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          Most cited references14

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          The impact of self-compassion on mental health, sleep, quality of life and life satisfaction among older adults

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            Effects of Preretirement Work Complexity and Postretirement Leisure Activity on Cognitive Aging

            Objectives: We examined the influence of postretirement leisure activity on longitudinal associations between work complexity in main lifetime occupation and trajectories of cognitive change before and after retirement. Methods: Information on complexity of work with data, people, and things, leisure activity participation in older adulthood, and four cognitive factors (verbal, spatial, memory, and speed) was available from 421 individuals in the longitudinal Swedish Adoption/Twin Study of Aging. Participants were followed for an average of 14.2 years ( SD = 7.1 years) and up to 23 years across eight cognitive assessments. Most of the sample (88.6%) completed at least three cognitive assessments. Results: Results of growth curve analyses indicated that higher complexity of work with people significantly attenuated cognitive aging in verbal skills, memory, and speed of processing controlling for age, sex, and education. When leisure activity was added, greater cognitive and physical leisure activity was associated with reduced cognitive aging in verbal skills, speed of processing, and memory (for cognitive activity only). Discussion: Engagement in cognitive or physical leisure activities in older adulthood may compensate for cognitive disadvantage potentially imposed by working in occupations that offer fewer cognitive challenges. These results may provide a platform to encourage leisure activity participation in those retiring from less complex occupations.
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              Intrinsic Capacity as a Determinant of Physical Resilience in Older Adults

              The traditional disease-oriented model of healthcare is inadequate to address the needs of the older population. Greater attention should be given to strategies that promote healthy aging. Recently proposed constructs of intrinsic capacity (IC) and physical resilience (PR) hold great potential to reshape geriatric medicine and aging research. These constructs accentuate the positive health attributes of older people in contrast to the popular frailty construct that is centered on functional deficits. IC was introduced by the World Health Organization (WHO) as a composite of all the physical and mental capacities. WHO has emphasized enhancement of IC throughout the life course so as to maintain functional ability in old age. PR, recently highlighted by the National Institute on Aging, is the ability to successfully cope with stressors. High levels of resilience can result in desirable clinical and functional outcomes after stressors. Therefore, it is important to understand the underlying physiology of PR and the risk factors contributing to diminished PR. The main goal of this article is to explore the potential relationship between IC and PR. Based on a classical theory of aging, we postulate that IC is a determinant of PR and is also a high-level integrative measure of physiologic reserve which is the fundamental factor underlying one’s ability to withstand stressors. A major implication of our postulates is that even though IC is only one of the many determinants of PR, it could serve as an important intervenable target for enhancing resilience in older adults.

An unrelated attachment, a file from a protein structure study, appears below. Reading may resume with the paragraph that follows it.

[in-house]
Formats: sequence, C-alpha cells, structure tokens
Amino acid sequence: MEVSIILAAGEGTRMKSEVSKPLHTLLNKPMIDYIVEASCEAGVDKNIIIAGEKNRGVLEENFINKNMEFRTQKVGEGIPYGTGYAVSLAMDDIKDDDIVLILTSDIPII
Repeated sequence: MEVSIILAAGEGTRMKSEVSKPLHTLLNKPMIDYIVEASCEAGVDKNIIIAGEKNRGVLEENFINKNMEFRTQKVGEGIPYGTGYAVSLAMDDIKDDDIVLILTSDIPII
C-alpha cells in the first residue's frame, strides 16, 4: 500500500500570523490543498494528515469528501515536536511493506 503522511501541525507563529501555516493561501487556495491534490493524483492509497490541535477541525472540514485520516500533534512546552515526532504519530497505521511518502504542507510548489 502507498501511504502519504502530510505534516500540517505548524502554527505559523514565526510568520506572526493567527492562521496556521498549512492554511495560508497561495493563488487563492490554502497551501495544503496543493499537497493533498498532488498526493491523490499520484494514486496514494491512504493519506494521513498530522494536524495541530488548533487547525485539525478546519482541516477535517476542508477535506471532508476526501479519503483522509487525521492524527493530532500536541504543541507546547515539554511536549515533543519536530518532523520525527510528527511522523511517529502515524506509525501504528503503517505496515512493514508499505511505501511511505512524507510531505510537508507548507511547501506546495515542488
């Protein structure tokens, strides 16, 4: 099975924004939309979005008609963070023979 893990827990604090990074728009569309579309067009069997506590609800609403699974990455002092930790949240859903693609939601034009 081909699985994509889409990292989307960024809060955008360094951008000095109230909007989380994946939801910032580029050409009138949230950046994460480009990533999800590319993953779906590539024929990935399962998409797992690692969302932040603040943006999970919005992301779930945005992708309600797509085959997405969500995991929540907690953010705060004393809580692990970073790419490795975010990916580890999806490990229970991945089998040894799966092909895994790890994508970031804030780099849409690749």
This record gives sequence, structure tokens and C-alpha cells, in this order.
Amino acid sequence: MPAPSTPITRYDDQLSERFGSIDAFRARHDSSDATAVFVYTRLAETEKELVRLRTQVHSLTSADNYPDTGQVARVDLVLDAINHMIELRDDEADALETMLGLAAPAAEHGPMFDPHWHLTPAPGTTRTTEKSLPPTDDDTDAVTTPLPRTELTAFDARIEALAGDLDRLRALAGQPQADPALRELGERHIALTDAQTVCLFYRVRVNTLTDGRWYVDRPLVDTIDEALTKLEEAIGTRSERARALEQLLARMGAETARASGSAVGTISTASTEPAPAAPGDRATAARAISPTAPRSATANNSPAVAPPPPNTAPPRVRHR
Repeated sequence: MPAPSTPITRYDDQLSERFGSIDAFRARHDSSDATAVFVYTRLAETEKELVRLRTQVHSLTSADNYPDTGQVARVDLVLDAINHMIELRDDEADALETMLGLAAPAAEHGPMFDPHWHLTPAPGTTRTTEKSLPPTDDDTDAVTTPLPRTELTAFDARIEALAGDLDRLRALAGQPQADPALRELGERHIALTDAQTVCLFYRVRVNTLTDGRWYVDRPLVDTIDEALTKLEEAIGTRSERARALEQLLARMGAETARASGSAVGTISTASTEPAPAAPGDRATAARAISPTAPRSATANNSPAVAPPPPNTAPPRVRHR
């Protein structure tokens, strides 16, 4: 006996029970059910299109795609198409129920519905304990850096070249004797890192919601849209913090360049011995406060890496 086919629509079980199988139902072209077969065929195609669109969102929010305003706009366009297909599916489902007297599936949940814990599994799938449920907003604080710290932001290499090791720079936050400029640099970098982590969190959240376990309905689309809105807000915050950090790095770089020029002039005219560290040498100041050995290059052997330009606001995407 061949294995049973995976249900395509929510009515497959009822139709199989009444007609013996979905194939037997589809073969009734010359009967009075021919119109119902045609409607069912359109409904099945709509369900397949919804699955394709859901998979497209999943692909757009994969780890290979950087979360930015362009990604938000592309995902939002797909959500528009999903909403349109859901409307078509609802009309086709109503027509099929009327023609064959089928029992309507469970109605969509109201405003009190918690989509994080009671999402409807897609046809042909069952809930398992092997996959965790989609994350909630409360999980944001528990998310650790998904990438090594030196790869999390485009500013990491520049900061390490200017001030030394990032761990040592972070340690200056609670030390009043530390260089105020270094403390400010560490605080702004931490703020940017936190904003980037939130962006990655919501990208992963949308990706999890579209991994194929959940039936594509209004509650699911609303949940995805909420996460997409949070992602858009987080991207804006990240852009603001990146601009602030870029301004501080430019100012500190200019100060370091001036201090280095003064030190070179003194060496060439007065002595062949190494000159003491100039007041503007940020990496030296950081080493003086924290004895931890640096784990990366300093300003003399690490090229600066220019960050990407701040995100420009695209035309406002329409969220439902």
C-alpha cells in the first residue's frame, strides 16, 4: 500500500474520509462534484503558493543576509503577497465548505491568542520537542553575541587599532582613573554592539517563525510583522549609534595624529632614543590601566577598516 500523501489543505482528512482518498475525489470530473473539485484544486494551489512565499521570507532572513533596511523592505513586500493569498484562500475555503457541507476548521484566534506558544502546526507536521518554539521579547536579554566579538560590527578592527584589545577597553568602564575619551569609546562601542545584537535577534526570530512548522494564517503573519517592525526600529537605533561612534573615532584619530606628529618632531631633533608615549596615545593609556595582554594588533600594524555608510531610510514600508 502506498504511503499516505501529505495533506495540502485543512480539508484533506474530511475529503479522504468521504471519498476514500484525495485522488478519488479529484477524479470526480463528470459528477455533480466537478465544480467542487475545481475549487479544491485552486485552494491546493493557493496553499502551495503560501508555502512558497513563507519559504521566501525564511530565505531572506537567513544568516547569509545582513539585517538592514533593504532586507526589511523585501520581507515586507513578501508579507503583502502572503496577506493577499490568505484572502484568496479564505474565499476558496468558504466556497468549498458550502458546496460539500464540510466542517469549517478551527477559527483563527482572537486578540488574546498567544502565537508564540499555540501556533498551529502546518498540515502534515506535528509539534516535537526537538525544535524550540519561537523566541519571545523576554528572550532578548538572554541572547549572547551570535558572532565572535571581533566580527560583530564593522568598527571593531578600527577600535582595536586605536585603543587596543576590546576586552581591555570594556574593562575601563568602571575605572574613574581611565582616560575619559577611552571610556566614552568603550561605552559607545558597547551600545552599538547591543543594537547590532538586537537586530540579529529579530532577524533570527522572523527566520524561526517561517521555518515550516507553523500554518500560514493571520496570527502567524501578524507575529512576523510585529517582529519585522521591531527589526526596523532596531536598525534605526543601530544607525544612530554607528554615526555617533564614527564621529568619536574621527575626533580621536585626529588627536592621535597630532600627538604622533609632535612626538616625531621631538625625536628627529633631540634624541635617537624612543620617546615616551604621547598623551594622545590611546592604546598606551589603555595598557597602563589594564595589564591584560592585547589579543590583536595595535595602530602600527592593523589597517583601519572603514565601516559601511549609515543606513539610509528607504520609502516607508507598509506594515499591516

Author and article information

                Front Psychol
                Front Psychol
                Front. Psychol.
                Frontiers in Psychology
                Frontiers Media S.A.
                20 April 2023
                : 14
                : 1187403
                [1] 1School of Nursing and Rehabilitation, Shandong University , Jinan, China
                [2] 2School of Nursing, Fudan University , Shanghai, China
                [3] 3Department of Hepatobiliary Cancer, Tianjin Medical University Cancer Hospital and Institute, National Clinical Research Centre for Cancer , Tianjin, China
                Author notes

                Edited and reviewed by: Emily Arden-Close, Bournemouth University, United Kingdom

                *Correspondence: Yufang Guo cdguoyufang@ 123456163.com
                Copyright © 2023 Guo, Wang and Zheng.

                This is an open-access article distributed under the terms of the Creative Commons Attribution License (CC BY). The use, distribution or reproduction in other forums is permitted, provided the original author(s) and the copyright owner(s) are credited and that the original publication in this journal is cited, in accordance with accepted academic practice. No use, distribution or reproduction is permitted which does not comply with these terms.

                : 16 March 2023
                : 06 April 2023
                Page count
                Figures: 0, Tables: 0, Equations: 0, References: 16, Pages: 3, Words: 1764
                Custom metadata
                Psychology of Aging

                Clinical Psychology & Psychiatry
                psychological health,older people,health promotion,leisure activities,resilience,psychological capital